US20020081166 *Dec 4, 2001Jun 27, 2002Kosmowski Wojciech B.High throughput hole forming system with multiple spindles per station
Classifications
U.S. Classification74/606.00R, 248/901, 403/373, 24/279
International ClassificationF16M7/00, B23Q1/36, F41H7/02, B23Q11/00, B60K17/04
Cooperative ClassificationY10T24/1441, Y10T74/2186, Y10T403/7062, Y10S248/901, B23Q11/0003, F16M7/00, B23Q1/36
European ClassificationB23Q1/36, B23Q11/00B, F16M7/00
Legal Events
DateCodeEventDescription
Dec 17, 1990ASAssignment
Owner name: GENERAL ELECTRIC COMPANY
Free format text: ASSIGNMENT OF ASSIGNORS INTEREST.;ASSIGNORS:GROSSENBACHER JR., ERNEST;KOWALCZYK, THOMAS A.;DAVIS, DOUDGLAS F.;REEL/FRAME:005757/0933
Effective date: 19901214
Jul 13, 1994ASAssignment
Owner name: MARTIN MARIETTA CORPORATION, MARYLAND
Free format text: ASSIGNMENT OF ASSIGNORS INTEREST;ASSIGNOR:GENERAL ELECTRIC COMPANY;REEL/FRAME:007046/0736
Effective date: 19940322
Oct 10, 1995FPAYFee payment
Year of fee payment: 4
Jul 14, 1997ASAssignment
Owner name: LOCKHEED MARTIN CORPORATION, MARYLAND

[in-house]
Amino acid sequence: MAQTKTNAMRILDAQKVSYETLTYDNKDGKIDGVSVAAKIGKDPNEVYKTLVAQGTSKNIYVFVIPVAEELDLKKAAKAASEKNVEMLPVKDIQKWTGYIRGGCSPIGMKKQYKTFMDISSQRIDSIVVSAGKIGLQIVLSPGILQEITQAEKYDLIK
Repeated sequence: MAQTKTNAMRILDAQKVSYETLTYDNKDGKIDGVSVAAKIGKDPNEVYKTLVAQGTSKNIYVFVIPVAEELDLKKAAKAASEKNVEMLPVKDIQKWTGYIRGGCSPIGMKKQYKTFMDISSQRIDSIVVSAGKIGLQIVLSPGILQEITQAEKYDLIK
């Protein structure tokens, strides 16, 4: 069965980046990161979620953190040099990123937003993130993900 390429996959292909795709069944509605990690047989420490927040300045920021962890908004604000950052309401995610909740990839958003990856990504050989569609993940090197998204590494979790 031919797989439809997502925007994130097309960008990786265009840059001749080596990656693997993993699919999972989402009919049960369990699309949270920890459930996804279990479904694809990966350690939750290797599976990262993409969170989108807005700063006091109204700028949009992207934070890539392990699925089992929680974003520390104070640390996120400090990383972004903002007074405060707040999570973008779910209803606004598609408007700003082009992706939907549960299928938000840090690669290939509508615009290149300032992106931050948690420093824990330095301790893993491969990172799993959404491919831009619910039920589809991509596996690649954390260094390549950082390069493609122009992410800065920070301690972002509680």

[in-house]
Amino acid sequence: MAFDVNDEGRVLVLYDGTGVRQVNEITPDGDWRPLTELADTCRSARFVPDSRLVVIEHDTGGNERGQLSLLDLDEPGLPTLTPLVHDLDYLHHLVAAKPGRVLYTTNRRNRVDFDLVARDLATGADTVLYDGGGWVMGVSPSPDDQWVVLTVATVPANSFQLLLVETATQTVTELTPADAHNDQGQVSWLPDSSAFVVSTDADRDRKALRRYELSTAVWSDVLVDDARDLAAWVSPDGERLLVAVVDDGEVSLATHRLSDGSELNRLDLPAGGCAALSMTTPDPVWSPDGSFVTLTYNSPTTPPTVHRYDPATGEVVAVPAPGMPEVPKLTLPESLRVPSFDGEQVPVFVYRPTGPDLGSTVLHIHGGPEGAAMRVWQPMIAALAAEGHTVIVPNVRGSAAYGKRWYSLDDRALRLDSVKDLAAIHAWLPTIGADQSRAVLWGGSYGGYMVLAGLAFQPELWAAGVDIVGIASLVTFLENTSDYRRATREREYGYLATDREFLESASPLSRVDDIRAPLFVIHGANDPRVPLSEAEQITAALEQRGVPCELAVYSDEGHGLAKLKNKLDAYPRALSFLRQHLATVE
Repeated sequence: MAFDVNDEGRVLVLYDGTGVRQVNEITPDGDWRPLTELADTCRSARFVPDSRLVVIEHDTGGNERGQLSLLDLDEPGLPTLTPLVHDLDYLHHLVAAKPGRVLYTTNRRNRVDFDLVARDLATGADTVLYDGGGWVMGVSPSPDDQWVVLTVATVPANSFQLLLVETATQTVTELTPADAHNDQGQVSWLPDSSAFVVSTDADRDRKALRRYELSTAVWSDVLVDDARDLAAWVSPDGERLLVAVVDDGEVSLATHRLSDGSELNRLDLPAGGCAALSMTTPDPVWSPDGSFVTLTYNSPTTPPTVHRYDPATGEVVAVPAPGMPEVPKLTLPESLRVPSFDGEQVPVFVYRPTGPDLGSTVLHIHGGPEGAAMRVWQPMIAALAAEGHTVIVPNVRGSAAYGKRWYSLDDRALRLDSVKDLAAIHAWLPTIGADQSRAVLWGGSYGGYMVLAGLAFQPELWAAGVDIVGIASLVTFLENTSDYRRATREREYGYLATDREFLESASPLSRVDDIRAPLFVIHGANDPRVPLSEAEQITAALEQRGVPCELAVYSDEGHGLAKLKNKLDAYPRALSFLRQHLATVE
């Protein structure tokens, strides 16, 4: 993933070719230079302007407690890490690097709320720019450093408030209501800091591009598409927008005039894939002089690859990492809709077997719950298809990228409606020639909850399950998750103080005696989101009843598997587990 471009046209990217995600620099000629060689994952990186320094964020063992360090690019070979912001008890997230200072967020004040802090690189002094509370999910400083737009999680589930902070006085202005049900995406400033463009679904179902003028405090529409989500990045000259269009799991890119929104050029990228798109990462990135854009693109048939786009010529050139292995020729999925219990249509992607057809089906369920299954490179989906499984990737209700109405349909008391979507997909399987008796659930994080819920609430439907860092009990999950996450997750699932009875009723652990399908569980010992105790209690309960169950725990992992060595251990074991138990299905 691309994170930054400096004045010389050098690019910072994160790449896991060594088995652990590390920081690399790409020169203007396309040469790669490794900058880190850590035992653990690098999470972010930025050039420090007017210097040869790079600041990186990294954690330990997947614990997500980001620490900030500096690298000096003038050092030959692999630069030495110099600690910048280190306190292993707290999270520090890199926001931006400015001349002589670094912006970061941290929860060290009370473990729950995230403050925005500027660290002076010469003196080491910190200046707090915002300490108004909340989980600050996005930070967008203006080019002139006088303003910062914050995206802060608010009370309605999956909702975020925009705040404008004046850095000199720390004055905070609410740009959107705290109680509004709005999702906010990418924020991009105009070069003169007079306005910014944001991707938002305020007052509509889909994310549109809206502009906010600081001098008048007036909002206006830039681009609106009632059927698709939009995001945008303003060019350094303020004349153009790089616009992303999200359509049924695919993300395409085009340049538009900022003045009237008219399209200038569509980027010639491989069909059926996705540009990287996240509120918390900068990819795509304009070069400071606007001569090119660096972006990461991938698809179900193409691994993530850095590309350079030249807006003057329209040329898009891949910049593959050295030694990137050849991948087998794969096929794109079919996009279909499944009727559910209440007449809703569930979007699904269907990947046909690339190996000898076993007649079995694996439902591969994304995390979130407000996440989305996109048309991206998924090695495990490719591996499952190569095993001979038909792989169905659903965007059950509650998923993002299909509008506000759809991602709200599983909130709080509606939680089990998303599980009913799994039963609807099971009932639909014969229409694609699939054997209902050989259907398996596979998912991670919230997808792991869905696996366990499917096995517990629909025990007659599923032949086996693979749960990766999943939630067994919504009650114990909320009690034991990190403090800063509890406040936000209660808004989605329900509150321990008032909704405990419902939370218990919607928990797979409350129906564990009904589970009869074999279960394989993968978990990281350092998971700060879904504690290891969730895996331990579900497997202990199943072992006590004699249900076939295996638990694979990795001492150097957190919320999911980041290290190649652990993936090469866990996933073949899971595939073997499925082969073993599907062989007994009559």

Free format text: ASSIGNMENT OF ASSIGNORS INTEREST;ASSIGNOR:MARTIN MARIETTA CORPORATION;REEL/FRAME:008628/0518
Effective date: 19960128
Feb 27, 1998ASAssignment
Owner name: GENERAL DYNAMICS DEFENSE SYSTEMS, INC., VIRGINIA
Free format text: ASSIGNMENT OF ASSIGNORS INTEREST;ASSIGNOR:LOCKHEED MARTIN CORPORATION;REEL/FRAME:009005/0325
Effective date: 19970101
Sep 29, 1999ASAssignment
Owner name: GENERAL DYNAMICS LAND SYSTEMS, INC., MICHIGAN
Free format text: ASSIGNMENT OF ASSIGNORS INTEREST;ASSIGNOR:GENERAL DYNAMICS DEFENSE SYSTEMS, INC.;REEL/FRAME:010272/0170
Effective date: 19990927
Mar 14, 2000REMIMaintenance fee reminder mailed
Aug 20, 2000LAPSLapse for failure to pay maintenance fees
Oct 24, 2000FPExpired due to failure to pay maintenance fee
Effective date: 20000818